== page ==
Building Sustainable Livelihoods

Livelihood Security is what every household craves for. But can it be sustainable and not harmful to the environment? Keeping that in mind, our vision for
this programme is to make sure “Vulnerable households have livelihood security which is sustainable and not harmful to the environment”.

ant’s earlier livelihoods interventions

Over the years, the ant has built a number of livelihood security programmes – some of which have worked well and some not. We have learnt from those mistakes
and now building programmes that would

Eri Silk Development

1. Eri Silk Development : The Eri Silk Project was an ambitious attempt to get the entire earnings – from cocoon to cloth - to remain in the village. We got our women’s groups to start rearing silk worms, we purchased their cocoons to form a cocoon bank, spinners were trained in special machines to spin eri yarn and then the yarn were to be given to the weavers for weaving…. That’s when it stopped! The market for eri cocoons suddenly fell and we were left with huge stock at high prices since the spinners hit a bottle neck with spinning and never managed to use all the cocoons we stocked. Left with no more money to keep the cycle going, we had to stop the programme. But it was a bold attempt to change the relationship in eri production.

Entrepreneurship Development Programme

2. Entrepreneurship Development Programme : Realizing that mere development of skills through trainings was sometimes not sufficient to ensure one’s livelihood, the Entrepreneurship Development Programme (EDP), was started by Ant to provide financial support to micro businesses. Over the years, we gave more than 400 loans to individuals and groups to start enterprises like piggery, farm, vegetable vending shops, tailoring units and organic fertilizers etc. The Ant team envisioned that one day a body of local people under the banner of Gramin Vikas Samiti would take over the micro-Finance work but that has not been so. Most of the loans we gave out never came back. The months of riots and violence in 2012 affected the programme really badly. Many of our borrowers were small-time Bengali Muslim traders. Many of them got pauperized by the situation of violence – they had no money to return and we had no heart to ask. Currently, we have restricted the micro-lending programme to Deosri Cluster alone. A smaller geographical area coupled with close follow-up with borrowers has ensured (till date) that the loan returns are good. We are working to see that the loopholes in the earlier version of the programme are covered before we launch into a lending programme again.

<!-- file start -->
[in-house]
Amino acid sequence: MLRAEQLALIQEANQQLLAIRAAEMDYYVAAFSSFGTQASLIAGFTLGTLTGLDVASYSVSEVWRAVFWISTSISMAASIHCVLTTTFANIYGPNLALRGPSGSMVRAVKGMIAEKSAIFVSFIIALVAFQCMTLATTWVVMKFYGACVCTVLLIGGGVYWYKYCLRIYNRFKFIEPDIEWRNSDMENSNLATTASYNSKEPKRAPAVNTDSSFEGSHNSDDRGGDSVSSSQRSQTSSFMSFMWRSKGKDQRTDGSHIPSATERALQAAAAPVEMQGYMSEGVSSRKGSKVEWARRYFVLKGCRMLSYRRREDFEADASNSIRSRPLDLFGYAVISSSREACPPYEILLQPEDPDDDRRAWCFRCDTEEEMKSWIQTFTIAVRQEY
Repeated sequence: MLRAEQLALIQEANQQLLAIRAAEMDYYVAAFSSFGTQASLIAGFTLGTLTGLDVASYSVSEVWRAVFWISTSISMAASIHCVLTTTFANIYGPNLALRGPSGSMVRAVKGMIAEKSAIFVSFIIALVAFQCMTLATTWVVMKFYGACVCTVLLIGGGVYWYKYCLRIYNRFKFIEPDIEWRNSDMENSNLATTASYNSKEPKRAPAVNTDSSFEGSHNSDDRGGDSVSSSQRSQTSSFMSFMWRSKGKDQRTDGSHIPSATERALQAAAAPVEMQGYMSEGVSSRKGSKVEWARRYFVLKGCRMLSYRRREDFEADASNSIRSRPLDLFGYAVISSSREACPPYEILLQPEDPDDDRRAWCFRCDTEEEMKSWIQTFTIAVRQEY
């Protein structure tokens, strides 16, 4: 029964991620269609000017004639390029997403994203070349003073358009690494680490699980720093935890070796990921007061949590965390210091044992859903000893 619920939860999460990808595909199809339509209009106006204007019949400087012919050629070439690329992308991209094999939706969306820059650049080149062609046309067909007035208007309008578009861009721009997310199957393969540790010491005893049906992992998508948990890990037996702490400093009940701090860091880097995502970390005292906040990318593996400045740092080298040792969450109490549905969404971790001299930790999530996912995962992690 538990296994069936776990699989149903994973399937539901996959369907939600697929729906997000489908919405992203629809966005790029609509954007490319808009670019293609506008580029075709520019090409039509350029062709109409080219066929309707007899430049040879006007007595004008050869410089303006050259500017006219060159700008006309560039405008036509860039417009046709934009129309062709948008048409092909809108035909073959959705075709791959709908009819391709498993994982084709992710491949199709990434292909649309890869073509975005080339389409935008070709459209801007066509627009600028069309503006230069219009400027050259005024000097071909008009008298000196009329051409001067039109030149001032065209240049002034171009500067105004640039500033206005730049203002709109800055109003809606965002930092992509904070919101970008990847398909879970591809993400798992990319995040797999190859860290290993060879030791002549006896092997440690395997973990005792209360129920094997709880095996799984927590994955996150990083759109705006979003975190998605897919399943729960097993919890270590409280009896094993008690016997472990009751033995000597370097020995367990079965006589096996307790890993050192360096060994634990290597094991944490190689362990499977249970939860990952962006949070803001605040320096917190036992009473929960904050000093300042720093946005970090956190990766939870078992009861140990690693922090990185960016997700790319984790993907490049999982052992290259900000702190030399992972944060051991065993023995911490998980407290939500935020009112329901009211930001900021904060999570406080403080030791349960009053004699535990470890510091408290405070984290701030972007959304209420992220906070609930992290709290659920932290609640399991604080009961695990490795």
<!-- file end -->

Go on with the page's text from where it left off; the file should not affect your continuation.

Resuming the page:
Organizing Organic Farming

3. Organizing Organic Farming : Realizing that farmers were struggling against havoc played on crops by climate change and change in the tune of government from pushing chemical fertilizers to the new demand for organic crops, Ant began to provide technical support and trainings through FRC for promotion of chemical-free farming, System of Rice Intensification (SRI) method of paddy cultivation and also scientific but organic cultivation of seasonal vegetables. But lack of irrigation was barrier in developing agriculture. We are working on helping farmers have some control over water before we can ask them to risk their all in trying out further new agri techniques.

Current and Future Strategies for Building Sustainable Livelihoods

Securing Livelihoods by securing natural resources of people – water, land, forest e.g. Rainwater Harvesting for water security; Demo farms for non-chemical farming

Recognizing role of women as farmers and working with them - to secure their livelihoods through farm based activities

Vocational skills training centre for livelihoods of unemployed, drop-out youth

Activating MGNREGA in our areas